I have to extend grace to myself, the grace I would want to show someone else, but it’s hard. It’s hard to be nice to myself, because I see the ways I can’t do it all, the way I want to manage it alone but can’t. I know what I can usually take care of, and I see all the ways I can’t do it now.
I feel weak, and I hate feeling weak.
I feel looked down on, but as far as I know, the only one looking down on me is ME.
Today I’m trying to give myself enough space to move around my life without knocking things over.
I’m going to give myself extra time to get done the things that usually take me less time but now seem to require more effort.
I’ll feed myself well.
I’ll let myself make mistakes and I’ll see them as mistakes, not as failings.
I’ll ask for help.
I’ll be to myself the person I’d want to be for someone else.
I’ll try to look for glory, for as my friend Kelly wrote, “Glory is most at home in the common, if you have eyes to see.” (You can read her post here: http://bit.ly/1j6DhxJ )
When I come out of this rough patch, as I know I will eventually, I will work to remember what it was like to be that mom. And when I see her, the one for whom the burden of everyday seems almost to much to handle, I’ll pray that she can be gentle and patient with herself, that she’ll see how she can be good to herself in the midst of struggle. And if I can, I will let her know that she’s not the only one.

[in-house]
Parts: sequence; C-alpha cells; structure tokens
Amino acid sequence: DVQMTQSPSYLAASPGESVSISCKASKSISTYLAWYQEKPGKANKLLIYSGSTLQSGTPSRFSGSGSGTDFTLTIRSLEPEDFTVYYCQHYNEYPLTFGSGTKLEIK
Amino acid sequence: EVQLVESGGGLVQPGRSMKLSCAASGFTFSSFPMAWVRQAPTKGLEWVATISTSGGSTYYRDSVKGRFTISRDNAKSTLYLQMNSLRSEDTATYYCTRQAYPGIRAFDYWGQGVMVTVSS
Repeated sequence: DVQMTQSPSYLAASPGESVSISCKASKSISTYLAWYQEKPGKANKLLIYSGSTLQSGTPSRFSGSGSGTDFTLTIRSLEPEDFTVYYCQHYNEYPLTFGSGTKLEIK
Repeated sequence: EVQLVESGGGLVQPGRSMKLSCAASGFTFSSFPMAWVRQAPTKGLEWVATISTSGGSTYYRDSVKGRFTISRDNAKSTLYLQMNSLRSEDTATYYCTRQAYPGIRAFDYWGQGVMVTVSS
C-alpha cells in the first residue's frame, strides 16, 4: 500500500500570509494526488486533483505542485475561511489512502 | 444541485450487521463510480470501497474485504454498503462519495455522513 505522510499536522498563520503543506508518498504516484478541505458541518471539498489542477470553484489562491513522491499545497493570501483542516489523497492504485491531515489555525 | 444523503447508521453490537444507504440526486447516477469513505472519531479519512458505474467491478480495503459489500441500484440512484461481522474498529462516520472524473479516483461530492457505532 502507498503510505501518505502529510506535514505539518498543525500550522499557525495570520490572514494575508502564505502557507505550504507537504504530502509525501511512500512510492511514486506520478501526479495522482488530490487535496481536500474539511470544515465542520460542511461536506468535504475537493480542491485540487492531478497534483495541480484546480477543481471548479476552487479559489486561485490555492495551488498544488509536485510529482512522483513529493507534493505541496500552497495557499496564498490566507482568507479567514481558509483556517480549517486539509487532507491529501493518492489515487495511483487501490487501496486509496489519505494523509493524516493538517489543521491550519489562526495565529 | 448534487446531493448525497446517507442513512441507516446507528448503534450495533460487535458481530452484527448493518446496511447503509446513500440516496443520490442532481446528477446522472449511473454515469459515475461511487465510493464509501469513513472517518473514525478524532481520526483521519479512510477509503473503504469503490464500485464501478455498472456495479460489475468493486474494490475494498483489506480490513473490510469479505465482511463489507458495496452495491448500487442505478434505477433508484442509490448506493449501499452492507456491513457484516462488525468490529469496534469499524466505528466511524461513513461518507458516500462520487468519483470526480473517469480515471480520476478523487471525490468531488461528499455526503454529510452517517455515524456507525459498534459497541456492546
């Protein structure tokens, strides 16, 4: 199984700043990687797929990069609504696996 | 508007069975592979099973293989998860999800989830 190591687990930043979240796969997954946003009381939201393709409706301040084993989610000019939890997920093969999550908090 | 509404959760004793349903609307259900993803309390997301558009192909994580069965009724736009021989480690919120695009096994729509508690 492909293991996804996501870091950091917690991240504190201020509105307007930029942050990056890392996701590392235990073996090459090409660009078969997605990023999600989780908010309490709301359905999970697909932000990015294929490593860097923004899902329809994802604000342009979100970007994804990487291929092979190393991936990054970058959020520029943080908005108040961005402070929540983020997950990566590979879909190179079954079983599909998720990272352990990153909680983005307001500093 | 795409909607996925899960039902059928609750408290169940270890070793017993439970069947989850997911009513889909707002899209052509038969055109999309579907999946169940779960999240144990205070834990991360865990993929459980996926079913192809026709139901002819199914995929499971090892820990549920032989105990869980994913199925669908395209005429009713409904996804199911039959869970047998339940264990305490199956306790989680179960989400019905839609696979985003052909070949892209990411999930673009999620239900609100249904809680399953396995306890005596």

Eventually, there comes a time when we all are that mom.
Have you ever been rejected? I mean, really rejected? I am staring serious rejection in the face and have realized that it is more than just simple rejection involved in the process of being rejected; it is also a facet of failure. To be rejected, one has to have failed in some way, to have been found lacking necessary attributes or be deemed unable to perform certain tasks adequately. This can be in a romantic relationship, a friendship, at work, at school, at home, almost anywhere you are, because part of rejection and failure is a falling short of the goal you had for yourself as well, and not only superimposed from outside yourself.
I’m curious about your experiences with rejection or failure and how you dealt with it. Did you hole up with a quart of ice cream (or my favorite: cookie dough)? Did you take up running? Did you paint with dark colors? Did you cry? Did you yell? Did it help to talk about it or did you have to process it internally? It looks different for each person, but I’m interested to hear from your perspective. I welcome your comments!
This is what my Winter Garden ambitions have come to:
I should have known that, when the ground inside the garden was hard in late October (if I remember correctly, it was October though I never really documented it. Maybe that’s an idea for next time?), we weren’t going to make it through the winter season. But it was an experiment, remember? So not all experiments are flying successes, as evidenced by this screaming failure of a winter garden.